Lineham Trail
Being a lab she can't stay out of the water, but even she was showing some very obvious signs of fatigue after that earlier hike. Her normal carefree hopping sprint into the water to chase a stick was replaced with a slow gentle waveless submersion followed by a slow swim. Normally her water exit was quick and she would run a lap of us before giving up the stick - this time she dropped the stick almost before exiting the water and then laid at our feet. We figured she had had enough.

We returned to our campsite, turned on some music and began cooking some steaks and baked potatoes over the fire. Our firepit meals have yet to be anything short of spectacular. Our tenderloin steaks are so tender you could eat them with a spoon, the seasoning is perfect, and the doneness is nothing less than perfect.

Lineham Trail
Potatoes as well, 45 minutes over a fire and simply perfection. Also on the side, we had ceasar salad but forget the dressing so my wife threw on some sour cream and squeezed a lemon wedge over it. I have to admit it actually tasted better than ceasar dressing and knowing the calories of both I think it will be a regular addition to our meals. We ended this night like we ended the previous - beers around the fire. The only difference is this was the night we were too tired to stay up late. By midnight our dog was the first to go sit at the tent entrance and wait for us to join her. We weren't arguing because she was right. 

Fortunately for us, this was also the night the previous nights rainstorm decided to meet us. Not more than minutes after going to bed and falling asleep immediately, the loudest most frightening thunder clap went off.

Lineham Trail
Being deep in the mountains the sound just echoed for minutes. Then just like that it went from no rain to a very heavy downpour. Normally I love the rain when I am in a tent. The noise is so relaxing. Even the thunder is a welcome noise. However, on this night I was kind of worried because this tent we have been stubbornly hanging onto had several holes I was hoping would not leak. Fortunately our crewd duct tape patch job held and we remained dry as a bone. The storm lasted for a couple of hours, stopping just long enough for me to run outside and take that long waited middle of the night beer pee without getting soaked.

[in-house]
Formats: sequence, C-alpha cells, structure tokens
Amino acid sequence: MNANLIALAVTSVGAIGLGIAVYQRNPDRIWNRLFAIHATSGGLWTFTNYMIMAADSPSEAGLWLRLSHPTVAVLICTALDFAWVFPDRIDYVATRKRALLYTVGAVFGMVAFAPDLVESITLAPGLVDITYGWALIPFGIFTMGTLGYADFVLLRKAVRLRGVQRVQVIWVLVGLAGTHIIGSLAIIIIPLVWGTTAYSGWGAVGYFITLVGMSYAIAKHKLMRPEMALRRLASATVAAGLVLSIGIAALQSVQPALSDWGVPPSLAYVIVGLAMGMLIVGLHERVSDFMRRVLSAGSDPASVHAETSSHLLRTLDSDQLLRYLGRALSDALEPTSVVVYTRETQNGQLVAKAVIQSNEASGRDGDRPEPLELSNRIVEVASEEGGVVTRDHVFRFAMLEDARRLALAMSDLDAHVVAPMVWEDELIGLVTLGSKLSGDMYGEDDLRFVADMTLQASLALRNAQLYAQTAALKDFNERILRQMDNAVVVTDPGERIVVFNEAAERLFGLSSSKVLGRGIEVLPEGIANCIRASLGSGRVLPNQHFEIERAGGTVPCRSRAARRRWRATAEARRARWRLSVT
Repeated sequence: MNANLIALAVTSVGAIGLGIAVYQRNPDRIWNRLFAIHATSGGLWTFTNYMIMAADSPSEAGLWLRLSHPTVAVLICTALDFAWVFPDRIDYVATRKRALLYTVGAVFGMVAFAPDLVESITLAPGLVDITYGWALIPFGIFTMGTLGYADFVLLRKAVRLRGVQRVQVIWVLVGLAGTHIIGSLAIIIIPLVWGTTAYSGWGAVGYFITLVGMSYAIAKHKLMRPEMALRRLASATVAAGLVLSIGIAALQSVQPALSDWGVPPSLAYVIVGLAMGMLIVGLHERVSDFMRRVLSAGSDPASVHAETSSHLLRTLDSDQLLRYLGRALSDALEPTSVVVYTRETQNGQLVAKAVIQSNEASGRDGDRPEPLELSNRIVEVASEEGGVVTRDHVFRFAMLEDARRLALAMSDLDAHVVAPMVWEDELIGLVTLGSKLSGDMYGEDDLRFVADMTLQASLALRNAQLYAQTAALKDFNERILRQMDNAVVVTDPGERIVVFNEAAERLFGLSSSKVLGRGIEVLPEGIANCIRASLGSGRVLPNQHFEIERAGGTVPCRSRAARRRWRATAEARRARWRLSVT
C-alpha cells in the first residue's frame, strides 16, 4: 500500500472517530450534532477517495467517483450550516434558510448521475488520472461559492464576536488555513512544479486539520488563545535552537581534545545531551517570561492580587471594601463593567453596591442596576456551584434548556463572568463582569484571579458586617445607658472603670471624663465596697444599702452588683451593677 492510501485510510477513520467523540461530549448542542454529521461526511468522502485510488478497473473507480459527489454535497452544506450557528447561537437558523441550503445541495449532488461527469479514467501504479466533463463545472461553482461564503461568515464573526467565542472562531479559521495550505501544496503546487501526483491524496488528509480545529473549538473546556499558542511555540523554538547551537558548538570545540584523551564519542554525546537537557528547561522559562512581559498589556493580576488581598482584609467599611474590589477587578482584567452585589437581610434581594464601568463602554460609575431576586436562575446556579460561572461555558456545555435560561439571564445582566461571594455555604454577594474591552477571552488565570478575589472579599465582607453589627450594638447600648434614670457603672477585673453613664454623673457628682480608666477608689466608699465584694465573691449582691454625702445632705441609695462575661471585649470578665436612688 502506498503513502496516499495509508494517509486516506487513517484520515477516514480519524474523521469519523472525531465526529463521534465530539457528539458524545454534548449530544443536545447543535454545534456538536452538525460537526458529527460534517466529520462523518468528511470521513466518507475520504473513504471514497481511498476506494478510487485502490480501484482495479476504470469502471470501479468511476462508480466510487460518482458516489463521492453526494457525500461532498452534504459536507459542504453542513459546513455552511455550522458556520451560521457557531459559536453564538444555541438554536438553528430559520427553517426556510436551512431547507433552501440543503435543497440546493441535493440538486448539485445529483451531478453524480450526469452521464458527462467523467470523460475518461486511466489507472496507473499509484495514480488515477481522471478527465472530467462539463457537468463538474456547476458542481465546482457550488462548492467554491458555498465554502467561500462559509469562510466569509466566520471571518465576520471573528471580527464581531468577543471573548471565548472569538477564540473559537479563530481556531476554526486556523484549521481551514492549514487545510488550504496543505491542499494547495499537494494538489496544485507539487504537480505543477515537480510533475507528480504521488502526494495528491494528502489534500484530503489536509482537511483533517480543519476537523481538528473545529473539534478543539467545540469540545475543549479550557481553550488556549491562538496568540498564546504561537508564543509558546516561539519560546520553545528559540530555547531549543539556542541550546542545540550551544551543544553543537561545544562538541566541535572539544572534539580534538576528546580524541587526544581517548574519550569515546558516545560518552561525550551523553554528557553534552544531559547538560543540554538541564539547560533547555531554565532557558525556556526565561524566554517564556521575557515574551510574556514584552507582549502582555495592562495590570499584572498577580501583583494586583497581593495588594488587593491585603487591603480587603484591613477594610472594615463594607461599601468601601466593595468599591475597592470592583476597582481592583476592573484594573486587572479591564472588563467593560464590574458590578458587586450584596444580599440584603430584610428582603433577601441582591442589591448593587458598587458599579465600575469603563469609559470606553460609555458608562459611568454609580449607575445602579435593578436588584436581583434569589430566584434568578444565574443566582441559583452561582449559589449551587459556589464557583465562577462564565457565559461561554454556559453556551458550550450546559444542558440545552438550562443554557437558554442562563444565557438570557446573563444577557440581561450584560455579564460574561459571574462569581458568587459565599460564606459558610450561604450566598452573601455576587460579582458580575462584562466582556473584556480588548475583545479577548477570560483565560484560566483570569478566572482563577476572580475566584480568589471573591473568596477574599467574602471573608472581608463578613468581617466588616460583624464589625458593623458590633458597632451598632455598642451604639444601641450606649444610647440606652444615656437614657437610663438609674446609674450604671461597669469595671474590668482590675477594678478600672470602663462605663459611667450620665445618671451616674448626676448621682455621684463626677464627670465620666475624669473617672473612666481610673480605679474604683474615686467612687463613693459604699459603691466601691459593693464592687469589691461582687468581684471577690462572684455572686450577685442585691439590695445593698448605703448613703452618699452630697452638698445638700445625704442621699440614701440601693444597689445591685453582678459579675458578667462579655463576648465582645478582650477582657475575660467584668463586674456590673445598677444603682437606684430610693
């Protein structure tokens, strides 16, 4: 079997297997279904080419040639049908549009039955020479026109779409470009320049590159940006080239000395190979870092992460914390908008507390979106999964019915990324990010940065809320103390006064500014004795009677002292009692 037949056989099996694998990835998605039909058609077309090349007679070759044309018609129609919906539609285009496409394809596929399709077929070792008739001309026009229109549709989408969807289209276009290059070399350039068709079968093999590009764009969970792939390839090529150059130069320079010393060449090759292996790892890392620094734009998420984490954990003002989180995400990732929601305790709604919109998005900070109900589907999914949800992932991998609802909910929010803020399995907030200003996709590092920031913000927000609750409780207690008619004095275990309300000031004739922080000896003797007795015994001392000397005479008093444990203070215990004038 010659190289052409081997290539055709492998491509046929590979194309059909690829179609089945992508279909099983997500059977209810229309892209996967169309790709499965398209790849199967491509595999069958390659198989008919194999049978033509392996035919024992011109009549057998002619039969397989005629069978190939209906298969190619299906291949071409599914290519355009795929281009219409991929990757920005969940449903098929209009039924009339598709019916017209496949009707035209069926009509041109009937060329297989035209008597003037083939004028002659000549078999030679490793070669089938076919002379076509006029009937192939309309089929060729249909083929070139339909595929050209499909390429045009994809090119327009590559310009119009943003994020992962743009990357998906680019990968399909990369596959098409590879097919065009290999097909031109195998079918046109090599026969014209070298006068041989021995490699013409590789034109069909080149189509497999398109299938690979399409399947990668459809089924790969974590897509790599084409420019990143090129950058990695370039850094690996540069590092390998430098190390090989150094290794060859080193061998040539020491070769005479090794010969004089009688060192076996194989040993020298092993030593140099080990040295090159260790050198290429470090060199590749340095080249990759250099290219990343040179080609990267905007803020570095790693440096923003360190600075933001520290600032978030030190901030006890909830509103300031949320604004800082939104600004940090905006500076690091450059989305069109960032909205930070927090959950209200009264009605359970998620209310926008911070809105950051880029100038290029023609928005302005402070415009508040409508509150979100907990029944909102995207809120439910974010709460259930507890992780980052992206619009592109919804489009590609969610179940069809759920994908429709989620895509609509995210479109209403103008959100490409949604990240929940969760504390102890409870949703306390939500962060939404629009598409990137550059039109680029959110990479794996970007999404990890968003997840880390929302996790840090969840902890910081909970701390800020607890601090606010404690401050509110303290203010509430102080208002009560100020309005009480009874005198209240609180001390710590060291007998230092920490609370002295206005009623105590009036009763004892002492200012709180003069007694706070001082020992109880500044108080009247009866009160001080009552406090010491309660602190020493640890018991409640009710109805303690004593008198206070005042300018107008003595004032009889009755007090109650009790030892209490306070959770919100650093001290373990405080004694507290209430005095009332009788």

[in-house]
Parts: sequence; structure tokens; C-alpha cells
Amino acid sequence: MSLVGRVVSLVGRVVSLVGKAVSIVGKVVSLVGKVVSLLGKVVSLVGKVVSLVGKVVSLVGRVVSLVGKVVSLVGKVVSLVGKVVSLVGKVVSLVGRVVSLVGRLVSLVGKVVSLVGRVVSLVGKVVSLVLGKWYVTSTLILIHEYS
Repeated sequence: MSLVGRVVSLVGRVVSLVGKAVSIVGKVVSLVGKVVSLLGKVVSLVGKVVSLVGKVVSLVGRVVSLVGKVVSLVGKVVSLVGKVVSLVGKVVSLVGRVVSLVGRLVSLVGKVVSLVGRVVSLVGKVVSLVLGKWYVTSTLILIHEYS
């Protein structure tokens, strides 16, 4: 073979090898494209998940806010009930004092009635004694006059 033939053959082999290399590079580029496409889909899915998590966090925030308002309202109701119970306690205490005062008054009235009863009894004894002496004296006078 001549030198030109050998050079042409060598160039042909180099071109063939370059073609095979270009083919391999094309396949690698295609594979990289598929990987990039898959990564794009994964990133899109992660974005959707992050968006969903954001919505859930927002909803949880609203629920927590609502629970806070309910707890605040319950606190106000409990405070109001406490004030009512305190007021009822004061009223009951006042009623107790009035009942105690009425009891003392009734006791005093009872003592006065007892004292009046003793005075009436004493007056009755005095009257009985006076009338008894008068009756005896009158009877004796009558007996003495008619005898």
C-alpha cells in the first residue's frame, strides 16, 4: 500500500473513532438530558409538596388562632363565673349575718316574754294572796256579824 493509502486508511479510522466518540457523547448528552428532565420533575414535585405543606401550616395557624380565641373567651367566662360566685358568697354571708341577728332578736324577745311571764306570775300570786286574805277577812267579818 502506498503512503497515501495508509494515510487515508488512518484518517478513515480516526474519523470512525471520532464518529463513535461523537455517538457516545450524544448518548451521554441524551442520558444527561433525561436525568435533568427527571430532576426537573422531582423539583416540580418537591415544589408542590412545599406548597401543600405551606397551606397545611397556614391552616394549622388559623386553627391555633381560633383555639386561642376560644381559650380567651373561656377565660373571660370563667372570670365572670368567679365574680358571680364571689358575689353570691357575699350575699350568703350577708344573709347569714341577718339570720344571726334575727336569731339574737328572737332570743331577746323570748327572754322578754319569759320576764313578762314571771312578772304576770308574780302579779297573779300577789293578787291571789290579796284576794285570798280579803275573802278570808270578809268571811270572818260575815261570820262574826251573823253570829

The next morning we were still sore and decided to take it easy. We cooked up some bacon, eggs, and hashbrowns from the left over potatoes the night before.

Lineham Trail
After eating and cleaning up we took a slow drive into town snapping photo's along the way. We again got ice, our coolers don't seem to be that great. Then we made our way through the Akamina parkway to Cameron Lake where we hiked the edge of the lake. A nice simple and flat 3.2km each way. Our dog was a lot more energetic than the day before and was back to her usual ways of running as hard as she could into the water to fetch a stick. I still think she does it on purpose, but she always shakes twice when she gets out of the water - once beside my wife and then once beside me. It doesn't matter how far or close my wife and I are, she makes sure to get as close as possible before shaking. At least it is refreshing in the 30+ celcius weather we have been having. 

Cameron Lake is a nice lake surrounded by mountains and is split almost in half by the Canada/USA border.

Lineham Trail
The lake is only feet from a parking lot and has boat rentals so it tends to be very busy, but it is so nice otherwise that I think it should be that busy even if it was a difficult hike to get to. We followed that hike up with another short hike to Akamina Lake which was just a short 500m each way. This lake was more rugged so it was completely empty. We played a little more fetch in the crystal clear water before making our way back to the truck. Once at the truck we had a small tailgate snack.

We decided this would be a perfect opportunity to check out the town and have a late lunch. We went to the Trapper Pub and managed to get a patio table where our dog could lay under our chair. The beer was icy cold and the food was okay. We were nicely shaded and our well behaved dog sitting under our chairs was getting so much attention that we almost had to hide her in order to finish our beers before it got warm.

Emerald Bay, Waterton
We are lucky to have such a laid back lab who is capable of sitting on a restaurant patio without trying to steal food or bother anyone. The people next to us were dog owners and explained their dogs would have knocked over about a dozen tables by that point. So it goes to show that training and obedience school actually does work.

After dinner we took a short walk around town. My wife went ahead with the dog and us usual she was confronted by another dog lover who wanted to pet her and share her life stories with dogs. I love the attention she gets us, but sometimes too much is too much. The lady was very nice though, so no harm done.

After the brief walk around town we made our way to Bear's Hump. A 1.2km 250m trail that overlooks the village. This gives you beautiful panorama's of all three waterton lakes, the village, and even the stunning Prince of Wales hotel.

Cameron Lake
This was the point I realized that incline was tougher than distance. This trail was steep and for the asthmatics like me it was slightly difficult. Fortunately it was short enough not to be a real problem. We got to the top, we sat there and just enjoyed the view for a good hour. We snapped as many photo's as we could bother taking and enjoyed probably the best hike viewpoint we've ever seen. To be there at dusk was great because the shadows were behind us and the mountains across the lakes were glowing a nice golden hue. 

After that hike we went back to our campsite for another campfire meal consisting of chicken with our own blend of 7 herbs and spices that puts the Colonels to shame. We had pre-made some Caprese Salad, Broccoli Salad, and Potato salad before going on our trip.

Cameron Lake
Another perfect meal over the fire and we celebrated another great day by going back to drinking beers around the fire.